Poncey furniture ahoy! K and I took the day off work to surround ourselves with three floors of Ligne Roset sofas, Seventies retro bedroom storage solutions, innovative glassware, simply sumptuous sideboards, and various sundry gorgeous little bits and pieces for the home, spread out over maybe a couple of hundred exhibition stands. In an adjacent lecture theatre, Kevin McCloud from Channel 4’s “Grand Designs” programme, accompanied by the show’s executive producer, talked for nearly an hour about the making of the show. By the end of the talk, we wanted to be his friend even more badly than before (as, I think, did the majority of the largely thirty- and forty-something female audience around us). With his relaxed, smiling, twinkly-eyed charm, off-the-cuff wit (he had us rolling in the aisles), razor-sharp mental agility (the entire talk was improvised on the spot) and his infectiously self-evident enthusiasm and passion for the subjects of his programme (both the building projects themselves, and the people behind them), we were completely won over by the man, and left the lecture wanting to be his friend even more badly than before.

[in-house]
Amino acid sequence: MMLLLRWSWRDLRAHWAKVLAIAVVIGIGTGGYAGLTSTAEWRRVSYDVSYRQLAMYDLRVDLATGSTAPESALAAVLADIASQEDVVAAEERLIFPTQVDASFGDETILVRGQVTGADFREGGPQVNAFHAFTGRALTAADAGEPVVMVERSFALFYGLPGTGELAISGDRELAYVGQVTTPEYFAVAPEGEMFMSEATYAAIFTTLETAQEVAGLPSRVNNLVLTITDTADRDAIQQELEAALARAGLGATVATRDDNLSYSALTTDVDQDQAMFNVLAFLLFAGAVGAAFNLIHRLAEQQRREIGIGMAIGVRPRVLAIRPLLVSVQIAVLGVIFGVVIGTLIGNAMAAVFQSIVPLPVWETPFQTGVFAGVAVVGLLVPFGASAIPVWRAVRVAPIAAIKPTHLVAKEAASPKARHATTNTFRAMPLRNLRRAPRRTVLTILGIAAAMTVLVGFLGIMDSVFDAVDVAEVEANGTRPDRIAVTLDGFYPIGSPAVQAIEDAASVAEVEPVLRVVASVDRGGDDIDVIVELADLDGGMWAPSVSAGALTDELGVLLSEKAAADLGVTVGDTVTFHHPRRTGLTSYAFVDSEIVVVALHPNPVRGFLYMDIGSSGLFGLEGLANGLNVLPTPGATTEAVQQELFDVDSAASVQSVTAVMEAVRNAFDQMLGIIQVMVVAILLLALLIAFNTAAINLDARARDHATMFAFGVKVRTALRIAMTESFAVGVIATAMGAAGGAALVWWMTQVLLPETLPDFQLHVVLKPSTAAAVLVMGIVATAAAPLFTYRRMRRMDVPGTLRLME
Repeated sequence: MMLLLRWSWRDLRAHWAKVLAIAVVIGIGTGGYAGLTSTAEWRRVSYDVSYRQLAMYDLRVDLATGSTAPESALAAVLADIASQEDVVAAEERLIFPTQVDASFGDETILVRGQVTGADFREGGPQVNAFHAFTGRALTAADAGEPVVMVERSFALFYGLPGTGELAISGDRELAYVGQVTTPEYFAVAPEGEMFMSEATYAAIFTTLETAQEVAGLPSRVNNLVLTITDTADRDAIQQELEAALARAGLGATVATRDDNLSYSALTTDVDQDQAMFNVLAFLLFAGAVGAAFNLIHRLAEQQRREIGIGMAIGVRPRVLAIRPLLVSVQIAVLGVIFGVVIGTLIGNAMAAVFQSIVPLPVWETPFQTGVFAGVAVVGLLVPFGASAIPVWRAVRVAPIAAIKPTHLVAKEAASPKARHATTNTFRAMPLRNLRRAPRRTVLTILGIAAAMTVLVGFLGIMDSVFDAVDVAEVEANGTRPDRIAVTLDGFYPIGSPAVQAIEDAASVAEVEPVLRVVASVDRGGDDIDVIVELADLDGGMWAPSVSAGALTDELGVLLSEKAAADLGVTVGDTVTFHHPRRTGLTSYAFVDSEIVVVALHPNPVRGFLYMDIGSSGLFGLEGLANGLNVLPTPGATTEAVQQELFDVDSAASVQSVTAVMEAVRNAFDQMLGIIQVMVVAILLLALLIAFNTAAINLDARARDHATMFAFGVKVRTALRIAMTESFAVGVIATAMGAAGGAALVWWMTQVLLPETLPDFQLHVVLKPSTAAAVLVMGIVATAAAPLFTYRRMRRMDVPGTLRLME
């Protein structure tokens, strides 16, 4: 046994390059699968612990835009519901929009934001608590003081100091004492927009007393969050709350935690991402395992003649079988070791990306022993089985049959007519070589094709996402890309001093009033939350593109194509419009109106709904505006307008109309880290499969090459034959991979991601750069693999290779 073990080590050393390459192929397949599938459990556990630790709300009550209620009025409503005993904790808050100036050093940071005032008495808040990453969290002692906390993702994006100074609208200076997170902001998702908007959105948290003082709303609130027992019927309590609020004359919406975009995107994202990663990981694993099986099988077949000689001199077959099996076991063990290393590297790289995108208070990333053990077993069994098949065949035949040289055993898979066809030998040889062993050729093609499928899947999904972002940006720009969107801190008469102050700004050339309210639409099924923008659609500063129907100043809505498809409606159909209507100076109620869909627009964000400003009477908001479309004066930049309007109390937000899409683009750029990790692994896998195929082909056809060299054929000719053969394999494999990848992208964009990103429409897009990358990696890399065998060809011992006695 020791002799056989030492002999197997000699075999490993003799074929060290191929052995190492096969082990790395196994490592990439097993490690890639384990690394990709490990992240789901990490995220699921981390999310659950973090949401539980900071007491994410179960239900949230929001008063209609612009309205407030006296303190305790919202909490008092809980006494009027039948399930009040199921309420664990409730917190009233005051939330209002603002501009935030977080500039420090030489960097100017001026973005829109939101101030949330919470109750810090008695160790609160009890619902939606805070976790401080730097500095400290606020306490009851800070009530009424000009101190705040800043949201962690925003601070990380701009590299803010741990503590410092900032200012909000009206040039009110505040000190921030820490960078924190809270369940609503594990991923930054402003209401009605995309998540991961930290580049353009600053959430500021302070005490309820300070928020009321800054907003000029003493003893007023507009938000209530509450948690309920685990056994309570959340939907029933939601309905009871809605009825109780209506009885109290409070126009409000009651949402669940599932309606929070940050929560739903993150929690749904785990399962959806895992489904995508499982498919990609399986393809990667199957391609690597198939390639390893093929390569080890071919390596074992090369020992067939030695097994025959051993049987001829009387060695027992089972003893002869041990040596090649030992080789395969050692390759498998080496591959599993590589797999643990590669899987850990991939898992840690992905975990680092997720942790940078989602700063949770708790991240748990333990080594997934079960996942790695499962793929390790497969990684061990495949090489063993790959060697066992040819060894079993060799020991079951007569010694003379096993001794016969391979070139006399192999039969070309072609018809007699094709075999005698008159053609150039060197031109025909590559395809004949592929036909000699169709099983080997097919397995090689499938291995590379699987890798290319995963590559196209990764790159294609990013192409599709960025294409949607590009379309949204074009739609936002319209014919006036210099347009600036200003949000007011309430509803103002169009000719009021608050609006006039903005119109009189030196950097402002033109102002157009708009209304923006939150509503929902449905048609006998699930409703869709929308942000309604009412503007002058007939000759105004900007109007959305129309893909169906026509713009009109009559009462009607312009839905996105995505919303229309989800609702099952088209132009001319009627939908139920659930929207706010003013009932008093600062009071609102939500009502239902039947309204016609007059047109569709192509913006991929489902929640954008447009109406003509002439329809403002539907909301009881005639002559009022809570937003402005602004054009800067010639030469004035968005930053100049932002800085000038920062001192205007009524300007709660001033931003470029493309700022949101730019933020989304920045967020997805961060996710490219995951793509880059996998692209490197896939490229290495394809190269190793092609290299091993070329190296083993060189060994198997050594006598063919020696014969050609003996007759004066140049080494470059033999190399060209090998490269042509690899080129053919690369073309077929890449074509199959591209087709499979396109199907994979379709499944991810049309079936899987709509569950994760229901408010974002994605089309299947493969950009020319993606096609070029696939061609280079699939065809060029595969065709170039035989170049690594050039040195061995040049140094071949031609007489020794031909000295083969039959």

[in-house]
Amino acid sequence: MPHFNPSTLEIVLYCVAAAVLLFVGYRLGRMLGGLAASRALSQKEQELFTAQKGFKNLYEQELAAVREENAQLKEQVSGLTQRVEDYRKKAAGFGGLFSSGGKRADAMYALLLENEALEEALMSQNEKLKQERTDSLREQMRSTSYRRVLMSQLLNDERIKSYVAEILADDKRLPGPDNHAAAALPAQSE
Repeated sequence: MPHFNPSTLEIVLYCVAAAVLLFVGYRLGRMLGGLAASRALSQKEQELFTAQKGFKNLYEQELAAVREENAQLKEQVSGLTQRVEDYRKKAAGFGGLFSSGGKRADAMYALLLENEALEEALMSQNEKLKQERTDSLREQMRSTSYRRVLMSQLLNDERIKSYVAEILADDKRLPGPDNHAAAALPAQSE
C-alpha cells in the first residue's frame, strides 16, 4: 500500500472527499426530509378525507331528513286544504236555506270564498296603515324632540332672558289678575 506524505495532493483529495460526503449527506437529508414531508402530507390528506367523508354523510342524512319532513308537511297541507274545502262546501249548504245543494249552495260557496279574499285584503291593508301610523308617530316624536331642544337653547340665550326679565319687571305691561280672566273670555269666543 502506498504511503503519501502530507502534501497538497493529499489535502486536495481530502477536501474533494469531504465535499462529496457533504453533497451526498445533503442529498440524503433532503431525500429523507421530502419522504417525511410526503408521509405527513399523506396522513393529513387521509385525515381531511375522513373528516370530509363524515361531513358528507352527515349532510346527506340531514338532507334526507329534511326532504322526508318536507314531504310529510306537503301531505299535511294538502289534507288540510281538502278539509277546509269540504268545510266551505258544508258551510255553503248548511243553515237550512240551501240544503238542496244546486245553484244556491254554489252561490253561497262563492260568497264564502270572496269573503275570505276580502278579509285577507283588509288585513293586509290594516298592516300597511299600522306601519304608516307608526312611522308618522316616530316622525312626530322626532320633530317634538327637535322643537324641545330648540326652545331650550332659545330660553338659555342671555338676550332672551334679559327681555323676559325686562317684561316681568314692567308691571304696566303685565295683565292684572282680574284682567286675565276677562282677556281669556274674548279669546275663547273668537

Incidentally: if you remember the recent programme featuring the increasingly red-faced and hopelessly accident-prone guy with the house that stubbornly refused to be built (the one with the huge butterfly-wing roof that got ruined in the rain), then you’ll be pleased to know that a sequel programme will be airing next year. All that Kevin McCloud would reveal is that in the second programme, the building graduates from stubborn refusal to an active aggression against being built. We can’t wait.

6. Turner Prize finalists – London Tate Modern.

We’ve been visiting the Turner prize show almost every year for the past decade, and left in no doubt that, after an extended ropey patch, this is the strongest collection of finalists for years. While Willie Doherty’s video installation (“Re-Run”) admittedly felt a little bit under par, we would be perfectly happy for any of the other three finalists to win the prize next month. If we’re considering the cumulative impact of all their work to date, then in many ways the prize should rightfully go to Jake & Dinos Chapman – particularly on the strength of last year’s “Chapman Family Collection” White Cube show. However, purely based on the work on display, our favourite (and, judging by the hundreds of pieces of paper stuck to the walls of the concluding “comments room”, the clear favourite of a good 75% of the viewing public) had to be Grayson Perry, the transvestite potter from Essex. What particularly came across this year was the high level of skilled craftsmanship involved in most of the exhibits; definitely one in the eye for the “my five year old could have done that” brigade.